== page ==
With little kids at home, there is a long list of things that give me passion as a dad:

  • Impromptu wrestling matches (Few joys are greater than a freshly launched toddler at the apex of his flight, sporting a grin the size of Texas, folding into a cackle of laughter as his body disappears into a mountain of pillows);
  • Reading books to willing listeners;
  • Building tree houses (Open confession: It is partly for my own satisfaction);
  • Jumping on trampolines (Though it hurts more now than before. What is that jiggling on my body?); and
  • Watching little people smile and make innocent and passionate remarks about taboo things like the life-threatening power of your breath.

As great as these moments are, there is one word that rises to the very top of reasons I’m honored to be a dad: legacy. Webster’s Dictionary defines legacy as “something transmitted by or received from an ancestor or predecessor or from the past.”  I’ve seen the value of legacy in my own ancestors.

A family legacy

My great-great-great uncle, Emory Reese, and his wife, Deborah, were missionaries to Africa for 25 years in
the early 1900s. They translated the New Testament into a tribal language in Western Kenya. He brought the first printing press to the area. He established the “finest brick factory” in the region. The 40 or so of his letters I have at home are a prized possession.

My great-great-grandfather was the first minister at the Quaker (or “Friends”) church in Quaker, Indiana (prior to that it was an open meeting with no predetermined teacher). My great uncle, Kenny, who is in his mid-80s, is still faithfully preaching the gospel in a little country church not too far from there.

My grandfather, Norman Nichols, was a World War II vet who died when my mom was 16.  He was a man of
character, principle, and compassion. Even when hobbled by malaria during his service in the Pacific, he still cared for a sick Philippine child. And when cancer stole his energy and limited his days on earth, he found joy in serving others and building a new sanctuary for their church. The church has grown around that old meeting hall, but the brass plate commemorating his life and legacy still hangs over the entryway.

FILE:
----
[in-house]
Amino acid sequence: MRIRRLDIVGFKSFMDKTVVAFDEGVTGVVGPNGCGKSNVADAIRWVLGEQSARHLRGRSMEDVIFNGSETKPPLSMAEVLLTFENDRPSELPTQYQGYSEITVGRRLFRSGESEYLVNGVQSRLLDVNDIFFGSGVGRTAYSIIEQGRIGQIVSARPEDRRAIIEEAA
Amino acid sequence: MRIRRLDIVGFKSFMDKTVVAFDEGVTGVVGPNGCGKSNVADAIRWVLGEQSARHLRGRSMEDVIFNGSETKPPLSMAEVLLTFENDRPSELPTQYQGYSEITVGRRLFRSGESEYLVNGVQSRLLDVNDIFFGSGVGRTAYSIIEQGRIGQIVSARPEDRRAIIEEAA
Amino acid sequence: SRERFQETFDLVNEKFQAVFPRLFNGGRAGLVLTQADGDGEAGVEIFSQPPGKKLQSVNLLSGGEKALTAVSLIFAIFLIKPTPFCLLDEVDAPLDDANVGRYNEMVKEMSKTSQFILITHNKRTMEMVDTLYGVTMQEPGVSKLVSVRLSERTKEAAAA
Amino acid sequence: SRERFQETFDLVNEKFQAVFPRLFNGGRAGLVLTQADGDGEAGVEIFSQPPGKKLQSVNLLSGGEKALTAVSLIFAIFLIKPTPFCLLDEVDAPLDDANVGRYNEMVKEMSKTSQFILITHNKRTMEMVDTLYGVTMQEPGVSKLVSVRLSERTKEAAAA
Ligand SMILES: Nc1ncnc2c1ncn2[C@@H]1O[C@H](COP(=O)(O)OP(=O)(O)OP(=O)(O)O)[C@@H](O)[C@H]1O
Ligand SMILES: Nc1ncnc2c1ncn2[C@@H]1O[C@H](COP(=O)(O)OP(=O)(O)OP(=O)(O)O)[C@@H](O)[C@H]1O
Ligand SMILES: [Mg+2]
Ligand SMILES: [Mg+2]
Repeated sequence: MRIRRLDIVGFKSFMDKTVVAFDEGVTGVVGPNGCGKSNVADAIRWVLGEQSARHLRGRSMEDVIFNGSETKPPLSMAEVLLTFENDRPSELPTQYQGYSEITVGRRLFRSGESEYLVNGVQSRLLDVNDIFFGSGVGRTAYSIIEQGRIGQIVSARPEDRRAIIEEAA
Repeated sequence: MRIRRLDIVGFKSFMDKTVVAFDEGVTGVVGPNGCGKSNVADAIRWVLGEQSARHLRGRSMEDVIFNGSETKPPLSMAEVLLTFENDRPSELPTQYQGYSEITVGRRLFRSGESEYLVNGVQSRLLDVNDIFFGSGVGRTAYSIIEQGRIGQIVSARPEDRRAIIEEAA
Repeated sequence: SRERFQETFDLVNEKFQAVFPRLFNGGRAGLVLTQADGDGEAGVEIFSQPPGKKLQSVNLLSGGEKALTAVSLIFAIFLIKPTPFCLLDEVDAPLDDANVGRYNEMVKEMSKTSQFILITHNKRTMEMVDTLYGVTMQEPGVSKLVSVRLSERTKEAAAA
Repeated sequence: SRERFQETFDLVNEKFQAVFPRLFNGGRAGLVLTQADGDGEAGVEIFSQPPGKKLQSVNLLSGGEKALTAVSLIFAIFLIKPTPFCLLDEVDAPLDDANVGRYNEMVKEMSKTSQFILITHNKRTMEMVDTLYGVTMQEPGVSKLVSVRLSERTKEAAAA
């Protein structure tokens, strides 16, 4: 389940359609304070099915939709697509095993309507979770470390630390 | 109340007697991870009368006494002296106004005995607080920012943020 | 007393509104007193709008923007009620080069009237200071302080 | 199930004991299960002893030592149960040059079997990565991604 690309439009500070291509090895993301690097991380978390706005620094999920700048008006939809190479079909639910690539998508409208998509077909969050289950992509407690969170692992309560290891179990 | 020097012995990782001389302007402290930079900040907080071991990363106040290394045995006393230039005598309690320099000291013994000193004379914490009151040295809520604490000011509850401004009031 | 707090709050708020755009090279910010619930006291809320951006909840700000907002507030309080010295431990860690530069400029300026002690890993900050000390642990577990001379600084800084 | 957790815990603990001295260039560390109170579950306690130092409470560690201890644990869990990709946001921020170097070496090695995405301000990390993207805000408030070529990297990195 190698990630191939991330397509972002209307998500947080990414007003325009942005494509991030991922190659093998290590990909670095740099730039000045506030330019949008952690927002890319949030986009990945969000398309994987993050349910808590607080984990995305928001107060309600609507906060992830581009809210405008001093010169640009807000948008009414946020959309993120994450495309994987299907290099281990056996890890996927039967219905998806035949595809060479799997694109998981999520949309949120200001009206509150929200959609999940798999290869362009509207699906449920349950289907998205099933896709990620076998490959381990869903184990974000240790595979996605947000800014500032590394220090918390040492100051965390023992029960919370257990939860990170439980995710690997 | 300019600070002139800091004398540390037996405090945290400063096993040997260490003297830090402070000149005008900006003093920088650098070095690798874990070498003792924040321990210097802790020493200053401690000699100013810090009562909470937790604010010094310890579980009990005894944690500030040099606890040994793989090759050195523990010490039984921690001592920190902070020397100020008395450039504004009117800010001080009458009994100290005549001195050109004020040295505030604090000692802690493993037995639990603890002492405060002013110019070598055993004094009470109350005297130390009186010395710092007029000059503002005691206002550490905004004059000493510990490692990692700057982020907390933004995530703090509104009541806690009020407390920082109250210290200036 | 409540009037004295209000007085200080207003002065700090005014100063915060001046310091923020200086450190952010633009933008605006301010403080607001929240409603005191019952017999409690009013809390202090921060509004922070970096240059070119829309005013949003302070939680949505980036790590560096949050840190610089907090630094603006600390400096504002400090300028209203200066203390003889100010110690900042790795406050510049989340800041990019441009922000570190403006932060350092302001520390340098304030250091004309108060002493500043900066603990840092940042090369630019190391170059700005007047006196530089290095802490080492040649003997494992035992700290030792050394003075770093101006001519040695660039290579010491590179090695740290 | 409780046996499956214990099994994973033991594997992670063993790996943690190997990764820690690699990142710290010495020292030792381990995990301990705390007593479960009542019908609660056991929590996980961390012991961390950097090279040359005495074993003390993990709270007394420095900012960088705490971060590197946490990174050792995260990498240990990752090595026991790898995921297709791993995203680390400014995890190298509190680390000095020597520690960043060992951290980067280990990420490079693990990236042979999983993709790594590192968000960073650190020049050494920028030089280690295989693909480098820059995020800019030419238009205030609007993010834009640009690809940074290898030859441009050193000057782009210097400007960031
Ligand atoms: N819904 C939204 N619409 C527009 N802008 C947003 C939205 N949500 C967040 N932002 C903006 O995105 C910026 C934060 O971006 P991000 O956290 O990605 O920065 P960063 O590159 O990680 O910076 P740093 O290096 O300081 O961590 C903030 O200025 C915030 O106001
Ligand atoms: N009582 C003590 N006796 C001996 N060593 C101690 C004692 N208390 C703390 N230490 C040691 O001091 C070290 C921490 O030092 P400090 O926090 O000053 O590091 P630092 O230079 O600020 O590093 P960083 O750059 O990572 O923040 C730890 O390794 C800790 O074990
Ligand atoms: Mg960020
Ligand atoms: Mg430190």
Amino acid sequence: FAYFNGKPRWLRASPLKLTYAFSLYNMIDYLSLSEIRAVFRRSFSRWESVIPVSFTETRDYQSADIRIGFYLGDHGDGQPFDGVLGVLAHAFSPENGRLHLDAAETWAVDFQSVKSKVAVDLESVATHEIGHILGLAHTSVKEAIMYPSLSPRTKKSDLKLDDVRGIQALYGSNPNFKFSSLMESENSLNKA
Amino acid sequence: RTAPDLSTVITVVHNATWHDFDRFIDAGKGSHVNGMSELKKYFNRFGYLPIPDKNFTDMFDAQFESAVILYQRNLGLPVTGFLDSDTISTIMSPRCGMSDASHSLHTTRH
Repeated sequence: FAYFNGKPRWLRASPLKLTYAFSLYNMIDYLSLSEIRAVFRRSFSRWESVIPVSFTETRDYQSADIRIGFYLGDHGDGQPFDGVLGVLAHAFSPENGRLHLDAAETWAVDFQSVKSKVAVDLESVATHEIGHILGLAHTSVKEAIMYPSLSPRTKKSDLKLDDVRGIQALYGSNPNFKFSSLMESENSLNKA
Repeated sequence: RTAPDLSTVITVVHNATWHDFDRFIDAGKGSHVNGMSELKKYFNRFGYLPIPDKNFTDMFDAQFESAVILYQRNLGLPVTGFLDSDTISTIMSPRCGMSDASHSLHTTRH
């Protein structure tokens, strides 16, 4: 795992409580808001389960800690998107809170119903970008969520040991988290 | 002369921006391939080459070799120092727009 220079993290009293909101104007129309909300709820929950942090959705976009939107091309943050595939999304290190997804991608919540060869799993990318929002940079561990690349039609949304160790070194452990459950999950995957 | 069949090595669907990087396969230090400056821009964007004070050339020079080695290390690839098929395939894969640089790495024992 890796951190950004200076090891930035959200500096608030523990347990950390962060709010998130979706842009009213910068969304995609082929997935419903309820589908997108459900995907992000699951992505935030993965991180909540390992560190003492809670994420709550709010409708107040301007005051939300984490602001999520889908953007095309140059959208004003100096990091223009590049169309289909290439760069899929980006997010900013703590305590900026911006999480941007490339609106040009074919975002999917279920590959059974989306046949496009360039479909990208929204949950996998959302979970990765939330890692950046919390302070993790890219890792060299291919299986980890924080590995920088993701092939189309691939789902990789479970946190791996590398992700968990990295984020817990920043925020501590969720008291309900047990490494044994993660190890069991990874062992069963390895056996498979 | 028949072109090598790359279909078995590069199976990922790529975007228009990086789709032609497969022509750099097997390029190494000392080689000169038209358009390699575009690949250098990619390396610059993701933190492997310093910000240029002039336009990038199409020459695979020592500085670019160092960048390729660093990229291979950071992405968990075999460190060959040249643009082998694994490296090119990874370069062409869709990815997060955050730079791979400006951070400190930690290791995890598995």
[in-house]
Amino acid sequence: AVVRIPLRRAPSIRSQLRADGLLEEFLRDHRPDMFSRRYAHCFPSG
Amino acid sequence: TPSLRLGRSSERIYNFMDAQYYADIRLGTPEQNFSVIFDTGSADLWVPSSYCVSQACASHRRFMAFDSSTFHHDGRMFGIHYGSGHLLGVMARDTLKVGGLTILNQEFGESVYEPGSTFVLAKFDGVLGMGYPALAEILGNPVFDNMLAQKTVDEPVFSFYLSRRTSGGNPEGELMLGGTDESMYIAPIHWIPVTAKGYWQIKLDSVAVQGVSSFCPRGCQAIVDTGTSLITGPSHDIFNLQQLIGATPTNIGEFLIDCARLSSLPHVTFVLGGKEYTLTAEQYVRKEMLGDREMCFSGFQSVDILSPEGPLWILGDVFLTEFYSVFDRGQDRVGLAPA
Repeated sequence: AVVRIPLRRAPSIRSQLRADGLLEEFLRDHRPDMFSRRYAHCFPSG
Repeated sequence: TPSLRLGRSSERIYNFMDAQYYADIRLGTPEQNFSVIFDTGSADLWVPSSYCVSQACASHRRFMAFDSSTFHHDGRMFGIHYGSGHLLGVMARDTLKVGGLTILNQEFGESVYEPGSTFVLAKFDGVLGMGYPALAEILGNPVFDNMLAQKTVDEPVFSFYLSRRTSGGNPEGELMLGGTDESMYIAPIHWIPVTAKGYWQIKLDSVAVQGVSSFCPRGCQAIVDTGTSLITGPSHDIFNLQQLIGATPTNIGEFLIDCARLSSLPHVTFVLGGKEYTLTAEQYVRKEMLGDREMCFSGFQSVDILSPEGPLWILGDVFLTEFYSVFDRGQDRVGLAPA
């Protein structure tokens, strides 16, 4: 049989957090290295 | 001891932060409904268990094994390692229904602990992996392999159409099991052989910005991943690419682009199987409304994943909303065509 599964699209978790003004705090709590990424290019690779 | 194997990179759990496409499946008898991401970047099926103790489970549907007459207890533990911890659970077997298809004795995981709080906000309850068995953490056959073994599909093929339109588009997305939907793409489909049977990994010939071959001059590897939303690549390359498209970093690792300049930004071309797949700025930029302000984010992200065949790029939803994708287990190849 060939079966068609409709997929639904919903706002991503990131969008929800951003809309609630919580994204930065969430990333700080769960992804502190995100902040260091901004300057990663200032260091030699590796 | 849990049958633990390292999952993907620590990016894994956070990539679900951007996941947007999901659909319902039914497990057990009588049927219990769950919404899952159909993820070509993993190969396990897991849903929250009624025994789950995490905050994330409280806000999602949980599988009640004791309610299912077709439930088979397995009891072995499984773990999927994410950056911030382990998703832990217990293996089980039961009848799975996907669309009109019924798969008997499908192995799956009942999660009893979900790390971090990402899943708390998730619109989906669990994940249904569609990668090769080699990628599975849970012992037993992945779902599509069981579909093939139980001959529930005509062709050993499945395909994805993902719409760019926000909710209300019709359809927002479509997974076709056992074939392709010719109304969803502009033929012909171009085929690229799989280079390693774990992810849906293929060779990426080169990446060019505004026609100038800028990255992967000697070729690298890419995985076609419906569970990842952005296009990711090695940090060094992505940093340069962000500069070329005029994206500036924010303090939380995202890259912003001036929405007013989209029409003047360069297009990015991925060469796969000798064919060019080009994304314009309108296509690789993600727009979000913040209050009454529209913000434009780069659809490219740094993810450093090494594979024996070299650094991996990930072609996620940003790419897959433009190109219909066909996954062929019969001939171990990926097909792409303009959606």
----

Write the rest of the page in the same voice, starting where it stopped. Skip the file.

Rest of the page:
Many more stories could be told of the family members who contributed to this legacy of spiritual faithfulness. They honored God with their love of their neighbors and spouses and I am extremely grateful to receive such a gift. They have also modeled to me the importance of living out the Great Commission of Matthew 28:18-20 in a daily, practical way, making disciples by, “teaching them to observe all that I have commanded you.” My kids are my closest mission field, and it is a great privilege to raise them in the “discipline and instruction of the Lord” (Ephesians 6:4). My hope is to continue to pass on that legacy to the world through my children.

This is a great privilege and yet it is also a great responsibility. Upon hearing stories of friends or high profile people who have damaged their legacy with an act of infidelity, my thoughts turn to my children and my future grandchildren and great-grandchildren. Such stories deepen my burden to pray that God would help me remain faithful and pass on a godly legacy to them. Not everyone has been handed such a legacy but everyone can start a new legacy today—even if you have made mistakes. Embrace the great privilege and set a new direction and leave a godly legacy that will last for generations!

This article originally appeared on Noah Gets a Nail Gun, a blog for dads (no longer active). Copyright © 2014 by FamilyLife. All rights reserved.